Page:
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WHS Knowledge Bowl wraps up 2014 season

The WHS Knowledge Bowl team poses for a group picture. First row, L to R: D.J. Berger, Patrick Burns, Orissa Nitibhon, Christopher Mayorga, Scott Schnieder, Megan Wass. Second row, L to R: Bryan Doeden, Kyle DeBates, Nicholas Demuth, Zach Clark, Alisha Cooper, Karina Cuate, Sebastian Licea, Kenneth Garcia. Third row: Gage Langerud, Samuel Burns, Cameron Jenson, Levi Blanchard. Brandon Stuntebeck is not pictured. Gordy Moore/Daily globe

WORTHINGTON — On March 11 and 13, the Worthington High School (WHS) Knowledge Bowl Team continued its annual participation in the sub-regional and regional meets. Three of the four WHS teams advanced to regionals, and although no team qualified for state competition this year, the season definitely ended on a high note.

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“I think we had a great year,” junior Nicholas Demuth said, “I’m slightly disappointed that we didn’t make it to state, but other than that, it was fantastic.”

Mentor Pat Rolfes, now in her ninth season as WHS Knowledge Bowl coach, concurred.

“I was very proud of all the teams,” Rolfes said. “We had a good showing at sub-regions and regions. It was a really good year.”

Knowledge Bowl is an interdisciplinary academic activity in which team members work in tandem to answer a wide variety of written and oral questions.

The teams, made up of five members each, all work together on the oral round. During the four oral rounds, four teammates compete at one time, with team members rotating in and out between rounds. Teams have 15 seconds to “buzz in” and answer a question after it has been read, with participants employing their fastest reflexes in an attempt to be the first to buzz in and have an opportunity to answer the question.

Knowledge Bowl is often compared to “Jeopardy!” although it’s often far more intense. Bright minds and furious competition often result in teams buzzing in after only a few words of a question have been spoken.

To prepare for their official competitions, the WHS team attended the Jackson County Central Invitational earlier in March. It gave the team a perfect opportunity to get a little taste of what real competition outside of practice is like.

“It was good to get out of the school to compete and give the underclassmen some experience,” junior Kyle DeBates said.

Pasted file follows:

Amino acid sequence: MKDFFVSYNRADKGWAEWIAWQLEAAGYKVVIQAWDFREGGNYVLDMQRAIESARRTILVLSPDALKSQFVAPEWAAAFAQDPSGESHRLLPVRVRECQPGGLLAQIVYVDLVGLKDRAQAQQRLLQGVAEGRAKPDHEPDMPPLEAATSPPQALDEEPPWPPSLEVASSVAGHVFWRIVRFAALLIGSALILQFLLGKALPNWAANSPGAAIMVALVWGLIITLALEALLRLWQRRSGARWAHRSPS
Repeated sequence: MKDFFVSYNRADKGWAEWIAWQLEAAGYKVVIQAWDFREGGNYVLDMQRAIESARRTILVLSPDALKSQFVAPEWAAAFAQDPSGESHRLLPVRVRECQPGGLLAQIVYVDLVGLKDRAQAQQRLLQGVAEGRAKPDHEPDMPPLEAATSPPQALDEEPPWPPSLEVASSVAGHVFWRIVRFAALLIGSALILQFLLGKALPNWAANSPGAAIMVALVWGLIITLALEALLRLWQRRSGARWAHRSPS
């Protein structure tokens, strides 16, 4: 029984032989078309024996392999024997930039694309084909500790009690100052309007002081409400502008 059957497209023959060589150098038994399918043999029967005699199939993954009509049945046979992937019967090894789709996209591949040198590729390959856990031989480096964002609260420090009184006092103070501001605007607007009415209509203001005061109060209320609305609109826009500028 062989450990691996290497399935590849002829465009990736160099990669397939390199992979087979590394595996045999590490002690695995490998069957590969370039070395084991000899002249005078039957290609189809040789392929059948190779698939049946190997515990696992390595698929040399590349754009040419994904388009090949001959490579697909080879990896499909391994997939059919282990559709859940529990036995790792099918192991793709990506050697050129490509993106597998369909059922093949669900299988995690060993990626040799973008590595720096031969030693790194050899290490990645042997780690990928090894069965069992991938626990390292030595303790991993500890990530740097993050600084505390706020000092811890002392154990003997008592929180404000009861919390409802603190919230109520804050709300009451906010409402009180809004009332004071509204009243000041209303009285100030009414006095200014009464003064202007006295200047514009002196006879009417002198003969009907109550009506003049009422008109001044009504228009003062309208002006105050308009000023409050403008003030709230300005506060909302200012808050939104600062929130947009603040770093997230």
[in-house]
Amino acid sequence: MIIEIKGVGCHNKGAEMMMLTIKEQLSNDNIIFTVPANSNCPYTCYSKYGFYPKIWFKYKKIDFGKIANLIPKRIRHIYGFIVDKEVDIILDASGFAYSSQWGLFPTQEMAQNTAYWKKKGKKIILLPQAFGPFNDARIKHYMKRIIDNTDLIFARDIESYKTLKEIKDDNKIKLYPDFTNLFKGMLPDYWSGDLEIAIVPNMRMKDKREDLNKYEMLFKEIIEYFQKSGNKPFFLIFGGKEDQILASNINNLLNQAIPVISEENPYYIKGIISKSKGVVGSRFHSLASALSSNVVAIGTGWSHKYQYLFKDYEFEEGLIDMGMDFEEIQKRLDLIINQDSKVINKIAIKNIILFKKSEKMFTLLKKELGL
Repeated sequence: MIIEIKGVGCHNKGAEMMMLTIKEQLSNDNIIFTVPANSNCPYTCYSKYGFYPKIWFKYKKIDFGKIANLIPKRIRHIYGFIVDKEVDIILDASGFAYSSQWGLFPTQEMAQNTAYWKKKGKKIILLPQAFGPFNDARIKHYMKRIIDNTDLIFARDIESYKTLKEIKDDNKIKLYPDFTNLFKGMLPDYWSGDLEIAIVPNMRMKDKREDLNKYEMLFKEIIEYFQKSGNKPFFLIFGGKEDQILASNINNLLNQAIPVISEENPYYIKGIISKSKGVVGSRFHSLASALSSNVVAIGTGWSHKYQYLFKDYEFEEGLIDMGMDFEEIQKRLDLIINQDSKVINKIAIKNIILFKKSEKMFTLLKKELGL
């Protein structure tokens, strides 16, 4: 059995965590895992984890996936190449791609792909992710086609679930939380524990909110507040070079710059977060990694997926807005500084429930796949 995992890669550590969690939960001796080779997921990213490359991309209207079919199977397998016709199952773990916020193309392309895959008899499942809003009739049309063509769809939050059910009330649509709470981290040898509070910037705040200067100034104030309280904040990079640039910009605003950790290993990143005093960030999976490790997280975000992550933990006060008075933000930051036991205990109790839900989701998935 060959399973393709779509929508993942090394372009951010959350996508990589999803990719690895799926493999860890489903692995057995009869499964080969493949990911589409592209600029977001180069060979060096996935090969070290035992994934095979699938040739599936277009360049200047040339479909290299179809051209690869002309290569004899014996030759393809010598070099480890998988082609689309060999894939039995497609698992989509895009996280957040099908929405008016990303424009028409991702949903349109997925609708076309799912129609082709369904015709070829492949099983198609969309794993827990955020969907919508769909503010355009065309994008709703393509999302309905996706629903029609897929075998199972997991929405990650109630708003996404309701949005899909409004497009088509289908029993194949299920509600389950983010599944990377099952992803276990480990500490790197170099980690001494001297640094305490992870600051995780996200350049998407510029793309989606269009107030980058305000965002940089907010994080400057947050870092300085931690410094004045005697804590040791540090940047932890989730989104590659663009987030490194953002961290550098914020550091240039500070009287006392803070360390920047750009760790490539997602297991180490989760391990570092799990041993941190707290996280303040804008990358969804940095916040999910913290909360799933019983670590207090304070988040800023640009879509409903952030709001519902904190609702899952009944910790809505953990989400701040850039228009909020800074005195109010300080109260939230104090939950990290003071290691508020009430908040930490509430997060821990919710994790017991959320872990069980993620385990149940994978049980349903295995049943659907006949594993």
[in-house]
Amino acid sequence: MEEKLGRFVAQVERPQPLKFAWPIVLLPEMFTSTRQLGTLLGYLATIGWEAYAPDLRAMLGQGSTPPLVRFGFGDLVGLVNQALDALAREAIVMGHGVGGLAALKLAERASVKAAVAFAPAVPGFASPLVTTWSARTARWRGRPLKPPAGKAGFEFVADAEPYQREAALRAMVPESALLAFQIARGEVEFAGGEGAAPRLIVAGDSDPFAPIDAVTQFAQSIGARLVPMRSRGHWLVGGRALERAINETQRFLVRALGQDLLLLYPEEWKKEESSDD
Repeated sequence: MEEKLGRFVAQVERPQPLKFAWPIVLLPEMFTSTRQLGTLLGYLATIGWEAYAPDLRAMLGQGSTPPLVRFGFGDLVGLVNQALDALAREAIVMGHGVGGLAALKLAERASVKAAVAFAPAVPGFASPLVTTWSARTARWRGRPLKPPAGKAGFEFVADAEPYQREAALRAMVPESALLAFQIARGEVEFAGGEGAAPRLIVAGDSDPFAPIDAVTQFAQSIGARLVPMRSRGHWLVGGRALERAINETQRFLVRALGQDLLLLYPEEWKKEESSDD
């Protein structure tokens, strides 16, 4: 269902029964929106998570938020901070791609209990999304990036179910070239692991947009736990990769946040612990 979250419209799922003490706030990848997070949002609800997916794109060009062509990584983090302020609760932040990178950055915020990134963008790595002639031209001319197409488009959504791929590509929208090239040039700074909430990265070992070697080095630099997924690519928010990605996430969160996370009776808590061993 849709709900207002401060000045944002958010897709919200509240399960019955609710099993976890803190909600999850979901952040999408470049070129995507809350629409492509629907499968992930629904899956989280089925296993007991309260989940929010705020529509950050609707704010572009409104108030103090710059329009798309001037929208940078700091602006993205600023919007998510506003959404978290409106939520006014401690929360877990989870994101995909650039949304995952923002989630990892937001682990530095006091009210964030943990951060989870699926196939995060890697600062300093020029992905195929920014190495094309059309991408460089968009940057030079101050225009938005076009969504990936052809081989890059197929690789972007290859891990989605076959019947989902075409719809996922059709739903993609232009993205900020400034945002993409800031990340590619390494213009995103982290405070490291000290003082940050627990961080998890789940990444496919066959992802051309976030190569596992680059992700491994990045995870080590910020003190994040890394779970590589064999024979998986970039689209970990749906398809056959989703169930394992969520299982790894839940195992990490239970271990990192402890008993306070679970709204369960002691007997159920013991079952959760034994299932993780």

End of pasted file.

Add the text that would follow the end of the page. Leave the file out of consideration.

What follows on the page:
Added fellow junior D.J. Berger: “It helped us [and the underclassmen] realize that the team that wins in practice might lose in competition.”

The team of Demuth, DeBates, juniors Levi Blanchard and Zach Clark and senior Brandon Stuntebeck (Worthington 3) placed the highest of the WHS teams, earning a fourth-place finish.

On March 6, the team had their annual teachers vs. students pre-competition practice. All four teams went against several WHS teachers and captured a resounding 22-8 victory. Rolfes views this yearly clash as an effective and enjoyable part of the season.

“It is a good test of the kids, and they always look forward to teachers vs. students,” she said. “It’s fun for them to say, ‘Hey, they (the teachers) just taught us that,’ and then answer a question correctly.”

At sub-regionals, WHS placed three teams in the top 20 and two in the top 10, out of 46 total teams competing. Worthington 3 finished in sixth place and the team of sophomores Cameron Jenson, Bryan Doeden, and Gage Langerud, and juniors Patrick Burns and Orissa Nitibhon (Worthington 2) achieved 10th.

Meanwhile, Worthington 4 — comprised of Berger and sophomores Christopher Mayorga, Kenneth Garcia, Scott Schnieder and Karina Cuate — earned 18th. The team of freshmen Alisha Cooper, Megan Wass, Samuel Burns and sophomore Sebastian Licea (Worthington 1) finished 38th.

“Even though we didn’t make it to regions, it was really fun and exciting to see the other team (Worthington 3),” Wass said, adding, “I enjoyed the creativeness of the questions.”

“I’m happy for consistency,” Berger said. “My team has made it to regions for two years in a row now.”

“With new members, it is quite a learning curve, but their development throughout the year is always extraordinary,” Rolfes praised.

Filled with members new and old alike, this year’s team boasted 19 members — down a few from the year before due to graduation, but still thriving.

“There is a positive aura about Knowledge Bowl,” Rolfes said. “Of course, it helped that we had a team make it to state for three years in a row (2011, 2012, 2013), but I attribute it (the growing team) to the students and word of mouth. Kids want to show that they can do things in academics as well as athletics and other activities.”

After the sub-regional competition, the students had a one-day breather before heading to regions March 13.

“The competition at sub-regions and regions was pretty intense, as it usually is,” stated Rolfes.

The valiant WHS teams showed up ready to go, as two of the three advancing teams placed in the top 20 out of 39 total teams. Worthington 3 came heartbreakingly close to advancing to state.

“I think it’s amazing how close things can go —I can count it on my hand,” said DeBates of the final gap in points separating them from state.

The top three teams advance from regions to state, and the final tally left WHS’s top team in a two-way tie for fifth place with 80.5 points, a mere 2.5 away from achieving third.

While no WHS team will be attending state this season, Rolfes remains optimistic for what lies ahead.

“I am really looking forward to what they can do next year —I’m excited for it,” she said.

“Knowledge Bowl is open to any WHS student,” Rolfes reminded. The season starts in December and concludes in March or April.